For its part, China has bristled at Indonesia’s newfound willingness to police its own waters. For the first time, China acknowledged that the two countries have overlapping claims in the waters around the Natuna Islands, an archipelago at the southern edge of the South China Sea, about halfway between Singapore and Brunei.

The frictions between China and Indonesia have largely centered on fish. China believes that it has “historic rights” to all the waters in the South China Sea, whether for fishing or oil and gas drilling, though there is no such concept in international law. Indonesia argues that waters inside its 200-mile exclusive economic zone, as laid out explicitly in the U.N. Convention on the Law of the Sea, are its exclusive economic preserve, especially when it comes to fishing.

But dwindling fish stocks in other parts of the Pacific are driving Chinese fishermen — with plenty of government encouragement and financial assistance — deeper into foreign waters. China and Indonesia are the first- and second-largest fish-catching countries in the world.

The fishing tussle is turning into an outright fight. China uses its fishing fleet as an informal militia. It escorts private fishing vessels with oversized Coast Guard ships, usually former naval vessels, and conducts military training for its fishermen. To keep up, Indonesia has had to deploy naval vessels of its own — and for now they’re keeping Chinese ships at bay.

“There has been an escalation on the Indonesian side in terms of the kinds of ships that are being sent,” said Don Emmerson, director of the Southeast Asia program at Stanford University. What was once a purely economic tiff now has more serious overtones, he said.

“Now that the Navy is involved in repelling Chinese fishermen, it is clearly about security, and that’s another indication of a marginal shift” in Indonesian thinking, Emmerson said.

To be sure, there are plenty of divisions inside the Indonesian government. Some officials, including Maritime and Fisheries Minister Susi Pudjiastuti, are more hawkish about taking on China. Others, including Joko himself, have prioritized bolstering economic growth — which requires a more cooperative approach with China. Indeed, despite this year’s defense white paper, Indonesian military spending is set to fall this year, as the budget emphasis shifts to big infrastructure projects.

“There are signs that Indonesia is becoming more concerned” about China and what it is doing in the South China Sea, Emmerson said, but he cautioned against “wishful thinking” in Washington about the depth of the Indonesian evolution.

Still, Indonesia’s shift is important given the heft it has in the region — and the standoff role it has traditionally played. As a result of heavy-handed Chinese actions — from land grabs to the creation of artificial islands to the dispatch of oil rigs to foreign waters — countries like Vietnam and the Philippines have started to push back against Beijing. In January, the Philippines approved the return of U.S. naval forces after a quarter-century absence. The United States just lifted an embargo on lethal arms sales to Vietnam, and the former enemies are cooperating more on defense. Now, Indonesia seems poised to align itself closer to those countries that have adopted a firmer line with China while seeking stronger security ties to the United States.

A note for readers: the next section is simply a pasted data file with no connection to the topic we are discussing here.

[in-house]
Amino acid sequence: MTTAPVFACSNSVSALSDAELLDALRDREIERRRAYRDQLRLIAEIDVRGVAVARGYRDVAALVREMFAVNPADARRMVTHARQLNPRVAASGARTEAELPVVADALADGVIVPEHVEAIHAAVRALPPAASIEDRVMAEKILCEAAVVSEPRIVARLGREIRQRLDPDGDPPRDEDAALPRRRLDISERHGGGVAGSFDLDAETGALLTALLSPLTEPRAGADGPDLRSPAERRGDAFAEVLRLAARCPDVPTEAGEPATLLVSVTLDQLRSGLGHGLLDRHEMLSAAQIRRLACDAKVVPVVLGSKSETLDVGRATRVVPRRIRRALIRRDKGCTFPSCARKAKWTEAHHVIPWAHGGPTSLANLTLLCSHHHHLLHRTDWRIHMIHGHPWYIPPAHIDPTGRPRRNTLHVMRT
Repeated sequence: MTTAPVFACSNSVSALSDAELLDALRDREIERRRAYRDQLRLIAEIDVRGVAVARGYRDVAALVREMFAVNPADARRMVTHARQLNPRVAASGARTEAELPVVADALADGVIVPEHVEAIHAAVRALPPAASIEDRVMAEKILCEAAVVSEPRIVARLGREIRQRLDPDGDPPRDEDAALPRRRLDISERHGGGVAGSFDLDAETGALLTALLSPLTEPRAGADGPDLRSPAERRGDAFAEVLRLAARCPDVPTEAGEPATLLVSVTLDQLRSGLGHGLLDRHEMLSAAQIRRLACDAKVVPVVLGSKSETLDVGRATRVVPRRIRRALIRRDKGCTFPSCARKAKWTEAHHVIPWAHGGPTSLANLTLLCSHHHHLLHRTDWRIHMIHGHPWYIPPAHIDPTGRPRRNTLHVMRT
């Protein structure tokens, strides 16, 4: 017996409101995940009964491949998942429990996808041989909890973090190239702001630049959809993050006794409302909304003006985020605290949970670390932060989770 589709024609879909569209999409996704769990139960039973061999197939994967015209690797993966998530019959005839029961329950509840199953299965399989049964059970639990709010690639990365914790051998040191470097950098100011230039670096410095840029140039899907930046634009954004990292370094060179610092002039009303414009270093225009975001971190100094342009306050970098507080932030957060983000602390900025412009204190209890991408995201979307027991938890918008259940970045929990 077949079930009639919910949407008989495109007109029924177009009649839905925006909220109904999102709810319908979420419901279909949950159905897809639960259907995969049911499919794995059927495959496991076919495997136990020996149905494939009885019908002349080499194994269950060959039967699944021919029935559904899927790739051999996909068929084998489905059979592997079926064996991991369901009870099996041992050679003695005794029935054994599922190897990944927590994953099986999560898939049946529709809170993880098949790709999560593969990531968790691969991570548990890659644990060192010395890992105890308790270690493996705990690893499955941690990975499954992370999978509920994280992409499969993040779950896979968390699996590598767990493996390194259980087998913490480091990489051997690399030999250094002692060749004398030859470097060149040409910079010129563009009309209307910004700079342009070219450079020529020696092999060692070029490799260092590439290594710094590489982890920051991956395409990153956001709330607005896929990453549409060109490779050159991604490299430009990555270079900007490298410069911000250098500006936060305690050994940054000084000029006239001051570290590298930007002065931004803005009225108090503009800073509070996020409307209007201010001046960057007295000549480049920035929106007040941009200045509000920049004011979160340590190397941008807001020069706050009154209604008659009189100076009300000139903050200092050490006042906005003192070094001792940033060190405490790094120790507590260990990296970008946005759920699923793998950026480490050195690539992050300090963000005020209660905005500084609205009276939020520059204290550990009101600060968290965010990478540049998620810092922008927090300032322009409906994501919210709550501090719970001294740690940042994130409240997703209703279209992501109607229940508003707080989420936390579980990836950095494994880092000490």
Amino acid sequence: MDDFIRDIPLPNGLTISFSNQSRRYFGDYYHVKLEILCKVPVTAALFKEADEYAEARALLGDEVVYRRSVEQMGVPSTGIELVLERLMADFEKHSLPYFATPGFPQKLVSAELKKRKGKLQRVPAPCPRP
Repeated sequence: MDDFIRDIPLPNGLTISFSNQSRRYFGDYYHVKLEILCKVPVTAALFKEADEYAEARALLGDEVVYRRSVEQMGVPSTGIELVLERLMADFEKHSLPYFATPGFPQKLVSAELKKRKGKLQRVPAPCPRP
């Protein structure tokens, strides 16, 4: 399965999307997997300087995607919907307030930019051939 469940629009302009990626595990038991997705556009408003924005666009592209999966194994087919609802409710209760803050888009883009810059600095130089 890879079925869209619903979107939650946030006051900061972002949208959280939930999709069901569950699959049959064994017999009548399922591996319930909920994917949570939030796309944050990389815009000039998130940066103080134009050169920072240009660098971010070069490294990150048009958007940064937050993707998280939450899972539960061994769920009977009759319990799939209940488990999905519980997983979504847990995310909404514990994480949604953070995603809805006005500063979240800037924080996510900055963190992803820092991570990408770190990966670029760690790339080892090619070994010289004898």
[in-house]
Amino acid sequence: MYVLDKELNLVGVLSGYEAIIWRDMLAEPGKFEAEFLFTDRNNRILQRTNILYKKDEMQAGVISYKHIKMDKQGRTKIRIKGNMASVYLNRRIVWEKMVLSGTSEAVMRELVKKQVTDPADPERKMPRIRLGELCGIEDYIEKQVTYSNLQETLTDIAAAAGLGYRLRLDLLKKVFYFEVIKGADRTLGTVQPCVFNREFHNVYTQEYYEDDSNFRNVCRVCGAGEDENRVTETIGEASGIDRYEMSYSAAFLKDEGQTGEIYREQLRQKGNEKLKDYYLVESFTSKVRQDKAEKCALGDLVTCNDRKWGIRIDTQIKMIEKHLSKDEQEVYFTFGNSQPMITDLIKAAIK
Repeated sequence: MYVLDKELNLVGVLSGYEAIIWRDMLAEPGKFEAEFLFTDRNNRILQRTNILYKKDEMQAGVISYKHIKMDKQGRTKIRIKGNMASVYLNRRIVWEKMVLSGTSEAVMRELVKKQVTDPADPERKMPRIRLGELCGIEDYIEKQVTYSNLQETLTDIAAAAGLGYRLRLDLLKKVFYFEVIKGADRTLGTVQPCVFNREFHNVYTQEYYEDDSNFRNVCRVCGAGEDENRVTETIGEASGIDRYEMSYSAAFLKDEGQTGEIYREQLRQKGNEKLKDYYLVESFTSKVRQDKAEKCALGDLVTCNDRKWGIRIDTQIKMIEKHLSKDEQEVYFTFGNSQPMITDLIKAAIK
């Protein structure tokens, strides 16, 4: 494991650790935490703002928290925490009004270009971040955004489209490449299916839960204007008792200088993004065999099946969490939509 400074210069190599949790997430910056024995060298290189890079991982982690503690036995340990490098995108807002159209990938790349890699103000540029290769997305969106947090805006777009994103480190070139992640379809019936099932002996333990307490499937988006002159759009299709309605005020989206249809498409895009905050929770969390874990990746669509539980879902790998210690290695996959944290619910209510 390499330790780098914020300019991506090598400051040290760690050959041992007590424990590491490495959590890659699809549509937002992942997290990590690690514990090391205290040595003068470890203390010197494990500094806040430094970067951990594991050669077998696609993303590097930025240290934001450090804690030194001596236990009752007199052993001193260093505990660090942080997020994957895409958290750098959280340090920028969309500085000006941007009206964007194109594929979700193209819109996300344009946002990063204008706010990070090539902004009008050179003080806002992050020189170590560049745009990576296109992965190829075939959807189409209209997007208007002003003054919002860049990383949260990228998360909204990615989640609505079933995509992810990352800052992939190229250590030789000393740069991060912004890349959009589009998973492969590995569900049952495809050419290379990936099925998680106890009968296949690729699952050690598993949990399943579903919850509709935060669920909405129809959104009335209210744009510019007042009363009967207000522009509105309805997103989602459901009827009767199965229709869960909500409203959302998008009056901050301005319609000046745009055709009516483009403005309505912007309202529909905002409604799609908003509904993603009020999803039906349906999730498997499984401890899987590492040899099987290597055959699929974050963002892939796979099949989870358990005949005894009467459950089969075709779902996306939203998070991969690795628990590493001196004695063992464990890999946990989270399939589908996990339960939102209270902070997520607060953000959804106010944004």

Given its history and the size of its population and economy, Indonesia is the “de facto” leader of the organization meant to speak for regional governments, the Association of Southeast Asian Nations (ASEAN), Medeiros said. While Joko in his two years in office has been reluctant to seize an international leadership role, Medeiros said, “when Indonesia speaks or acts, the rest of the region listens.”

China has leaned heavily on ASEAN members to tone down public criticism of its island-building and coercive moves in the South China Sea, and that has not gone down well with Indonesia’s government.

“I think China’s attempts to break ASEAN have really touched a nerve in Jakarta. They feel a certain sort of ownership over ASEAN as an institution,” a congressional staffer told Foreign Policy.

With its tough tactics, Beijing has irritated a government that had been preoccupied with domestic affairs, and would have been content to avoid public clashes with China over territorial disputes. Beijing has “antagonized Indonesia much more than necessary,” the staffer said.

Most importantly, just before the Hague tribunal ruling that will likely put Beijing on the spot, and perhaps even tempt Chinese leaders to lash out at what they see as a politically motivated witch hunt to check Beijing’s power, Indonesia’s changing tune could have important echoes in Beijing.

“The more that countries in the region demonstrate that they have the capability and the political willingness to push back,” Medeiros said, “that affects China’s strategic calculation.”

FP‘s Dan De Luce contributed to this article.

Photo credit: ABIMATA HASIBUAN/AFP/Getty Images

Keith Johnson is a senior staff writer at Foreign Policy. Twitter: @KFJ_FP